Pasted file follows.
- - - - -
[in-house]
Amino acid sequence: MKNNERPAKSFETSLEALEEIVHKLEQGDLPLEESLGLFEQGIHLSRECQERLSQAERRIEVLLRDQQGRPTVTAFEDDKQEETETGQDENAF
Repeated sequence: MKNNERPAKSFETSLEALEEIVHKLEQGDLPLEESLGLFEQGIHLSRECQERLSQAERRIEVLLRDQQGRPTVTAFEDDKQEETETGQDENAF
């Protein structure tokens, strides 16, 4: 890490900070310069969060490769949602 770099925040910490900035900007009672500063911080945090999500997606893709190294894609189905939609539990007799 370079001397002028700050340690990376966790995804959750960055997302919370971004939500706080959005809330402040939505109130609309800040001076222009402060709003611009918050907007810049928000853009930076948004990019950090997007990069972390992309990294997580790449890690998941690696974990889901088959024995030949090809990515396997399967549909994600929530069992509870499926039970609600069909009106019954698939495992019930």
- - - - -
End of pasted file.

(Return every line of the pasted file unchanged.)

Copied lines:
[in-house]
Amino acid sequence: MKNNERPAKSFETSLEALEEIVHKLEQGDLPLEESLGLFEQGIHLSRECQERLSQAERRIEVLLRDQQGRPTVTAFEDDKQEETETGQDENAF
Repeated sequence: MKNNERPAKSFETSLEALEEIVHKLEQGDLPLEESLGLFEQGIHLSRECQERLSQAERRIEVLLRDQQGRPTVTAFEDDKQEETETGQDENAF
């Protein structure tokens, strides 16, 4: 890490900070310069969060490769949602 770099925040910490900035900007009672500063911080945090999500997606893709190294894609189905939609539990007799 370079001397002028700050340690990376966790995804959750960055997302919370971004939500706080959005809330402040939505109130609309800040001076222009402060709003611009918050907007810049928000853009930076948004990019950090997007990069972390992309990294997580790449890690998941690696974990889901088959024995030949090809990515396997399967549909994600929530069992509870499926039970609600069909009106019954698939495992019930």